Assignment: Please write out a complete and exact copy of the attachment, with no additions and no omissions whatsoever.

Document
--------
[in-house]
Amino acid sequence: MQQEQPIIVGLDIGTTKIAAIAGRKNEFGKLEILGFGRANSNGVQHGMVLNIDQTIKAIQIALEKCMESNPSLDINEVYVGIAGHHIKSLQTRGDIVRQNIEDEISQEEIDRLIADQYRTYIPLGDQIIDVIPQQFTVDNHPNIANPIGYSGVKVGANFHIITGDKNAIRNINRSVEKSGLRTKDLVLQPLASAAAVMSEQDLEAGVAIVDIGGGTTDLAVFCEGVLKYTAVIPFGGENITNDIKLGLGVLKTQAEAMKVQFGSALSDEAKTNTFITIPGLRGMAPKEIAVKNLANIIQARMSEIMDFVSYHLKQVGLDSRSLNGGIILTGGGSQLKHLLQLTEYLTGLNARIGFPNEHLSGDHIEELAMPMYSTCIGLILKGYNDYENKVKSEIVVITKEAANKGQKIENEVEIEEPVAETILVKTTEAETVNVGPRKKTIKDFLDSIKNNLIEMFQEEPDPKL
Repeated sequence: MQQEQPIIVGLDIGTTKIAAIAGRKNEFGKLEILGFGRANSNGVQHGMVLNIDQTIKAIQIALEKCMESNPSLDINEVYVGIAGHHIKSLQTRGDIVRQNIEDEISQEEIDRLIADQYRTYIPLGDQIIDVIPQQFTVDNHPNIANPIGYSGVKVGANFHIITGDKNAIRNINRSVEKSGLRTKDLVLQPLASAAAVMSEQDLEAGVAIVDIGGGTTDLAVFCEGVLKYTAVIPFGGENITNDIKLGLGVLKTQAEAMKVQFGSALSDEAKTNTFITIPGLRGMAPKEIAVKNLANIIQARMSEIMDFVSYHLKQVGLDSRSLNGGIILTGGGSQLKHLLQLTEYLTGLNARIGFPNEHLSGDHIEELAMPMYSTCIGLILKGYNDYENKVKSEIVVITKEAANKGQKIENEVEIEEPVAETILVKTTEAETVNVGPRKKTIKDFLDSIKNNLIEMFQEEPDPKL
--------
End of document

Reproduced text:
[in-house]
Amino acid sequence: MQQEQPIIVGLDIGTTKIAAIAGRKNEFGKLEILGFGRANSNGVQHGMVLNIDQTIKAIQIALEKCMESNPSLDINEVYVGIAGHHIKSLQTRGDIVRQNIEDEISQEEIDRLIADQYRTYIPLGDQIIDVIPQQFTVDNHPNIANPIGYSGVKVGANFHIITGDKNAIRNINRSVEKSGLRTKDLVLQPLASAAAVMSEQDLEAGVAIVDIGGGTTDLAVFCEGVLKYTAVIPFGGENITNDIKLGLGVLKTQAEAMKVQFGSALSDEAKTNTFITIPGLRGMAPKEIAVKNLANIIQARMSEIMDFVSYHLKQVGLDSRSLNGGIILTGGGSQLKHLLQLTEYLTGLNARIGFPNEHLSGDHIEELAMPMYSTCIGLILKGYNDYENKVKSEIVVITKEAANKGQKIENEVEIEEPVAETILVKTTEAETVNVGPRKKTIKDFLDSIKNNLIEMFQEEPDPKL
Repeated sequence: MQQEQPIIVGLDIGTTKIAAIAGRKNEFGKLEILGFGRANSNGVQHGMVLNIDQTIKAIQIALEKCMESNPSLDINEVYVGIAGHHIKSLQTRGDIVRQNIEDEISQEEIDRLIADQYRTYIPLGDQIIDVIPQQFTVDNHPNIANPIGYSGVKVGANFHIITGDKNAIRNINRSVEKSGLRTKDLVLQPLASAAAVMSEQDLEAGVAIVDIGGGTTDLAVFCEGVLKYTAVIPFGGENITNDIKLGLGVLKTQAEAMKVQFGSALSDEAKTNTFITIPGLRGMAPKEIAVKNLANIIQARMSEIMDFVSYHLKQVGLDSRSLNGGIILTGGGSQLKHLLQLTEYLTGLNARIGFPNEHLSGDHIEELAMPMYSTCIGLILKGYNDYENKVKSEIVVITKEAANKGQKIENEVEIEEPVAETILVKTTEAETVNVGPRKKTIKDFLDSIKNNLIEMFQEEPDPKL